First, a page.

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I've recently started a new job where I've been thrown into a bug fixing role on an under development ASP.Net MVC application. I'm a big fan of using an MVC approach for web apps and built some hefty production apps on Maverick.Net starting back in 2004/2005 however this is my first time using the ASP.Net MVC framework for anything other than mucking around.

One thing I'm finding myself doing a lot with the bug fixing is chasing through chains of controllers following the html.renderaction calls. In the past when I've written MVC apps a single controller would be responsible for producing the model in it's entirety. If there were common sections or functions for each controller they'd be sub-classed, moved into the data access layer. It seems to me that in this case, and I suspect others, that having html.renderaction is going to encourage some seriously spaghettified code and really defeats the purpose of having the distinct C-M-V stages since it now becomse C-M-V-C-M-V-C-M-V etc.

Is html.renderaction really the best way to encourage clean code, it seems a bit smelly to me?

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I only had to use RenderAction couple of times in a rather big project (150 views) to render totally independent things (e.g. login info and quick search box). This is definitely a bad things. –  queen3 Jul 7 '10 at 12:46

3 Answers 3

up vote 2 down vote accepted

After some more time working on the project and with the ASP.NET MVC framework the conclusion I have come to is that RenderAction should not be used in production code (maybe there's an exception to that rule but I haven't come across it yet) and instead use RenderPartial and supply the model with the call to it.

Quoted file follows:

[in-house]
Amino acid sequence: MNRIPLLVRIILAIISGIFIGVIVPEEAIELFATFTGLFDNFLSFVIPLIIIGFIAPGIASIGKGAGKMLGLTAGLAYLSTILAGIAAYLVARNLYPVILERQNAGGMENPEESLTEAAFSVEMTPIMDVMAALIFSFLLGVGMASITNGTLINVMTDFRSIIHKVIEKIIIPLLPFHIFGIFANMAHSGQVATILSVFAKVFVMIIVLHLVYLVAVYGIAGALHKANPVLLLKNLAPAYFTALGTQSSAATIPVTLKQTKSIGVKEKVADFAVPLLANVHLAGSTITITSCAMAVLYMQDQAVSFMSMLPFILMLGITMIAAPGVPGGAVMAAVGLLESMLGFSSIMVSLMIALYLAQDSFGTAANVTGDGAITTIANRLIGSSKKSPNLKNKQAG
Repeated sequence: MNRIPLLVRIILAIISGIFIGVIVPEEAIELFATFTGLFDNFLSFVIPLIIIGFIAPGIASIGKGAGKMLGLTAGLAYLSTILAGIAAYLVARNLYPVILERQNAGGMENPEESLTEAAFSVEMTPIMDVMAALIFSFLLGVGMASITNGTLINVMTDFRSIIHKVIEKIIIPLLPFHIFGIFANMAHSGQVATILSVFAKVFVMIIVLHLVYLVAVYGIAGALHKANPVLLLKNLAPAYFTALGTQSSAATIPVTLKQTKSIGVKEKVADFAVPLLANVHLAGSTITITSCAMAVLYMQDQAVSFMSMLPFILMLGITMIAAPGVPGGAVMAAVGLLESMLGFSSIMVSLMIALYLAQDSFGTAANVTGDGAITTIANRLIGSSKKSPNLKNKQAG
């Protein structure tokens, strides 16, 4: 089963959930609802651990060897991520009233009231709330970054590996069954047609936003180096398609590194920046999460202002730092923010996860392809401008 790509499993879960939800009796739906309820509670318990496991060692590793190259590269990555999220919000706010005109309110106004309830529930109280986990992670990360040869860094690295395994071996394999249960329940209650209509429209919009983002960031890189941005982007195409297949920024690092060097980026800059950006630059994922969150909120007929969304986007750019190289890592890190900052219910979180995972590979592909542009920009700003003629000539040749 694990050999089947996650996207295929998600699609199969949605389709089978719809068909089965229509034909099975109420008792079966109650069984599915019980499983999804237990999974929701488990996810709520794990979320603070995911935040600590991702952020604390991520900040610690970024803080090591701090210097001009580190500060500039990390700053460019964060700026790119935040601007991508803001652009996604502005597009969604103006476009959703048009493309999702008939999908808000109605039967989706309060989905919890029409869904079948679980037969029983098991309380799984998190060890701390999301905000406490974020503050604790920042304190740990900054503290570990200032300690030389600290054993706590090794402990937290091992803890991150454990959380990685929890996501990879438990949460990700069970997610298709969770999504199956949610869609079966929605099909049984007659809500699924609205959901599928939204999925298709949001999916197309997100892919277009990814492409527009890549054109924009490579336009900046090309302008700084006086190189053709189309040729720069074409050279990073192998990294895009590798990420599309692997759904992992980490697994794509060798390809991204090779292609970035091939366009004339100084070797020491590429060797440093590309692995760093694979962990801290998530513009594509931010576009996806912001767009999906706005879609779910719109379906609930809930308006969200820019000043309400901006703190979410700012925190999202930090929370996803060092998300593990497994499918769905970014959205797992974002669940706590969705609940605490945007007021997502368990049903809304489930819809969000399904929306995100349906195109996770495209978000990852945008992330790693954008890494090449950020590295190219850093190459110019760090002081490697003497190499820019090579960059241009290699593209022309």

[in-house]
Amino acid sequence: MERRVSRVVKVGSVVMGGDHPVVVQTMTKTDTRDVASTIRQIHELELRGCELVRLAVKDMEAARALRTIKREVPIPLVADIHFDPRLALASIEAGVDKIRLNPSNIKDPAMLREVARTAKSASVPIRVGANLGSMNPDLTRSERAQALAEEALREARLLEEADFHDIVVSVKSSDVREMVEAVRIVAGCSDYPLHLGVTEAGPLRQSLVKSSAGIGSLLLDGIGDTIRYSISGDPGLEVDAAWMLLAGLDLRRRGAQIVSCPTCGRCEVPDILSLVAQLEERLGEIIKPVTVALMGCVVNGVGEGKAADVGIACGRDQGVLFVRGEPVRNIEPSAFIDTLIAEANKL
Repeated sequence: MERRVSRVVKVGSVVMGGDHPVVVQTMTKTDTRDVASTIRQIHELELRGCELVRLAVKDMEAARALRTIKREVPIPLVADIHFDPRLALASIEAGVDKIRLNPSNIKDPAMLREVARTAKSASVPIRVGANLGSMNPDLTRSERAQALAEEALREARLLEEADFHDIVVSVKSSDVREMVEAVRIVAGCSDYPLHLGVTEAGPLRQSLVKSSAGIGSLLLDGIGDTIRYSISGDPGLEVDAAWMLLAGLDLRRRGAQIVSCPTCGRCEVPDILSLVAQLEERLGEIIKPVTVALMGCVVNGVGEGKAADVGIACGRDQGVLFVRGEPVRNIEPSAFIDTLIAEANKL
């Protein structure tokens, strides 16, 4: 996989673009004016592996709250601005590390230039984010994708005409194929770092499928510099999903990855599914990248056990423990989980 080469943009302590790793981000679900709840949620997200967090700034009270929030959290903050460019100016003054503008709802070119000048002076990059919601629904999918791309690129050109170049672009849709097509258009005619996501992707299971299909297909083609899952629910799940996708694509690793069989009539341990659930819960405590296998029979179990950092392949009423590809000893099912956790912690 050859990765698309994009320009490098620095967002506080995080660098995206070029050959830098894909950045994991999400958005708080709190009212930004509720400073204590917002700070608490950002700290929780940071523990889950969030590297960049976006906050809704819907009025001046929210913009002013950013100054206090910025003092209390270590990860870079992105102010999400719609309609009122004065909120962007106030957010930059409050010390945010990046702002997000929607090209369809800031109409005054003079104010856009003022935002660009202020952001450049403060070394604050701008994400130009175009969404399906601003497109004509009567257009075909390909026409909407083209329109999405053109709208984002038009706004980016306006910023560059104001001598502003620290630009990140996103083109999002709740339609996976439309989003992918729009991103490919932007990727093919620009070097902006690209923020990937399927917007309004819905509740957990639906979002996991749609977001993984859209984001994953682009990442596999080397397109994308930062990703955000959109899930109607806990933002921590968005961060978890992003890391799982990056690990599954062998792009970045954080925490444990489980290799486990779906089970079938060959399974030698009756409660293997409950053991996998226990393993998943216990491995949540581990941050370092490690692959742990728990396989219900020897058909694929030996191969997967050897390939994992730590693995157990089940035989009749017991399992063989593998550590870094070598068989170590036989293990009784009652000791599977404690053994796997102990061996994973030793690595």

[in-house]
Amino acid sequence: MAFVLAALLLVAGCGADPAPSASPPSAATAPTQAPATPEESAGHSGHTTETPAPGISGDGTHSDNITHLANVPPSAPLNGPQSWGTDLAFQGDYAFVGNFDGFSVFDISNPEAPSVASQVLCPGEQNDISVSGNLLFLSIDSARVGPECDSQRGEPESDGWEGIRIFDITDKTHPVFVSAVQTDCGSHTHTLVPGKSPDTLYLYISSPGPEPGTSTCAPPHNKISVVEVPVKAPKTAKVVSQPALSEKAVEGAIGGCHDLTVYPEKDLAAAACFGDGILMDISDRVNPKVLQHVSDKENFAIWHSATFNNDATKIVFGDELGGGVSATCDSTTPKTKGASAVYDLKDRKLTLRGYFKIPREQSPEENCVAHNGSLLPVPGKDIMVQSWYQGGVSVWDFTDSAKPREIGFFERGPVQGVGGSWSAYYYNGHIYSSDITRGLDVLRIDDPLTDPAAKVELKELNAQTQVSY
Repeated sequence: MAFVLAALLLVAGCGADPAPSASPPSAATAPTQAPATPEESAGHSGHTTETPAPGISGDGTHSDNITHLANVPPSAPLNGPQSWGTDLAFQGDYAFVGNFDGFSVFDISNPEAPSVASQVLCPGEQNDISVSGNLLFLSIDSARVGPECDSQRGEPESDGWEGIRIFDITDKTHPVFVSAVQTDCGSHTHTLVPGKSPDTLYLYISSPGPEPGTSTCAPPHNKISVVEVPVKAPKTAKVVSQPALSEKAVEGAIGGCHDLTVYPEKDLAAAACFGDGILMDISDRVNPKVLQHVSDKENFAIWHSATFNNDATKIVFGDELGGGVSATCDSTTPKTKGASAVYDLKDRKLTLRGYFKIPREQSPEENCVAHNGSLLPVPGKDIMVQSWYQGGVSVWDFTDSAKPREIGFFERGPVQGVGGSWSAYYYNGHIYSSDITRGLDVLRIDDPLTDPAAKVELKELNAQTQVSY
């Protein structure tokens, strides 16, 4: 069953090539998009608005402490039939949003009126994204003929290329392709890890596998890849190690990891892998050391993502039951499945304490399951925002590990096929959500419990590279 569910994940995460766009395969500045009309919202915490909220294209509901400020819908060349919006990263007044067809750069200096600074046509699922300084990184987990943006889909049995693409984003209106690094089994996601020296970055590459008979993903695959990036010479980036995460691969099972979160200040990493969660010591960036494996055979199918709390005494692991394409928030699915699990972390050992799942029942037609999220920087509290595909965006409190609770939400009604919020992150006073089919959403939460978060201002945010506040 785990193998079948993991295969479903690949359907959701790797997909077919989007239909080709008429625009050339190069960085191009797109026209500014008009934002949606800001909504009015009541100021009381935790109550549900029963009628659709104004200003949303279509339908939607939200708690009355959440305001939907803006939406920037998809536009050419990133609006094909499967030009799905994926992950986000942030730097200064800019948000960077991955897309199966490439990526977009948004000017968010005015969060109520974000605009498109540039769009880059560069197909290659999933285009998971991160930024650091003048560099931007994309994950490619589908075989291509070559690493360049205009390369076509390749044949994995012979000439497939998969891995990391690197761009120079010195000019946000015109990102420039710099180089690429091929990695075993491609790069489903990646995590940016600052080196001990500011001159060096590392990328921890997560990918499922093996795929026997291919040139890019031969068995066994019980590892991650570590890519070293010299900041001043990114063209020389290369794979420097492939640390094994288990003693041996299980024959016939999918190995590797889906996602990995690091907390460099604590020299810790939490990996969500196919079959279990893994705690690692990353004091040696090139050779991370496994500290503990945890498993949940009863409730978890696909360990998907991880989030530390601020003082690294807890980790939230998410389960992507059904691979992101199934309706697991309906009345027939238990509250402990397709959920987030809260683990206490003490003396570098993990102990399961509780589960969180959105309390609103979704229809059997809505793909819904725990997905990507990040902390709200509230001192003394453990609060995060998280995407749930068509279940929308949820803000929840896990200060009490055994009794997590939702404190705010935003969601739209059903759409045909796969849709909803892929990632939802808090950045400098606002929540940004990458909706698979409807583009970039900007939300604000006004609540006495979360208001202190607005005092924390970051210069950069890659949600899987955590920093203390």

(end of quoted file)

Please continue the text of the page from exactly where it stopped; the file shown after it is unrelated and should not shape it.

That way there is only ever one controller stage which makes maintenance much easier and additionally the single controller stage can make sure any expensive operations, such as database interactions are as efficient as possible, something which can't be done if the processing is spread across multiple controller stages. By using RenderPartial mutliple chunks of view logic can be used to adhere to the DRY principle which keeps the main advantage of RenderAction but without the two big downsides.


Html.RenderAction("ViewName", "PersonName", new { id = Model.Person.ID });


Html.RenderPartial("ViewName", Model.Person.Name);
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I think it is wise to try not to use all of this helpers, integrated or customly written, as much as you can. It is like a handy shortcut to solve things in design quickly, but then what you are really doing is making big mess.

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-1 Thats is over generalized. Helpers are valuable in a lot of situations. –  Malcolm Frexner Jul 8 '10 at 10:03
hmm, maybe true, but you agree that it is wise to use them carefully? ;) cheers –  Marko Jul 8 '10 at 13:06

" bug fixing is chasing through chains of controllers following the html.renderaction calls."

Oh god. That sounds horrible.

Pretty sure this is smelly. RenderAction is just for those "advanced widget" scenarios.

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